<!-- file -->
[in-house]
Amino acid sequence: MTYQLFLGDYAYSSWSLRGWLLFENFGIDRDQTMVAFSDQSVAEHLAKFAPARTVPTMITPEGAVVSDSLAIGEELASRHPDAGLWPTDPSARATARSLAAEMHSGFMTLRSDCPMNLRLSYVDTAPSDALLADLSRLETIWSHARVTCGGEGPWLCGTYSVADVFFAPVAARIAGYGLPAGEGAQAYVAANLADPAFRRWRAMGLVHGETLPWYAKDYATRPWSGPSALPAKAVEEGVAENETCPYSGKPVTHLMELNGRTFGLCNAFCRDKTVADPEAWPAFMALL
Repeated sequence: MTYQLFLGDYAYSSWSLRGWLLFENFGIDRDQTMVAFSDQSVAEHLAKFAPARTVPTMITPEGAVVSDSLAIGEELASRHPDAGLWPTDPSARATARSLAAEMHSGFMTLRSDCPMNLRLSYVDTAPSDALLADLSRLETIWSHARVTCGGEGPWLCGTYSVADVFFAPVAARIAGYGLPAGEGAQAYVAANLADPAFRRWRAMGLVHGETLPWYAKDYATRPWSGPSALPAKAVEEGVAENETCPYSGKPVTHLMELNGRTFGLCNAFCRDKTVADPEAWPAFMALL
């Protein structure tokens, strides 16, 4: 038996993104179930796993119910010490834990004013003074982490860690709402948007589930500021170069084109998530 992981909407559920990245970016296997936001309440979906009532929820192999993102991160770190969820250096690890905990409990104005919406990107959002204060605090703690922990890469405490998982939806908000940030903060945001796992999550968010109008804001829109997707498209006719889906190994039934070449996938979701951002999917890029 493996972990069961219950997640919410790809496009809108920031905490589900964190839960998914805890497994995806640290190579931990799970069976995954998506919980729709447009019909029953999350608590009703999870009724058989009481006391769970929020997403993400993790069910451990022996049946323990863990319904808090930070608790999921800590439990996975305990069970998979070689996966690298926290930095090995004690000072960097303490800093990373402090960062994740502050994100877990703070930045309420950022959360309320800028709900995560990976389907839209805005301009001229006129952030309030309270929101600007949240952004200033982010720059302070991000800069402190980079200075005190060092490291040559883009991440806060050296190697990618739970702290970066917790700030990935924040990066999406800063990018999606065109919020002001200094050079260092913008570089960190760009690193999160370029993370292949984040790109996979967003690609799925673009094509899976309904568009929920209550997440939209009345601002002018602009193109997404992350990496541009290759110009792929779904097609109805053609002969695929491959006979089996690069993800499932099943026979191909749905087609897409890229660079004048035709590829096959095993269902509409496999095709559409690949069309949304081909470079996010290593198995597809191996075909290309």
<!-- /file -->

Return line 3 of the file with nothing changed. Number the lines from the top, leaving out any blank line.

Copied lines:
Repeated sequence: MTYQLFLGDYAYSSWSLRGWLLFENFGIDRDQTMVAFSDQSVAEHLAKFAPARTVPTMITPEGAVVSDSLAIGEELASRHPDAGLWPTDPSARATARSLAAEMHSGFMTLRSDCPMNLRLSYVDTAPSDALLADLSRLETIWSHARVTCGGEGPWLCGTYSVADVFFAPVAARIAGYGLPAGEGAQAYVAANLADPAFRRWRAMGLVHGETLPWYAKDYATRPWSGPSALPAKAVEEGVAENETCPYSGKPVTHLMELNGRTFGLCNAFCRDKTVADPEAWPAFMALL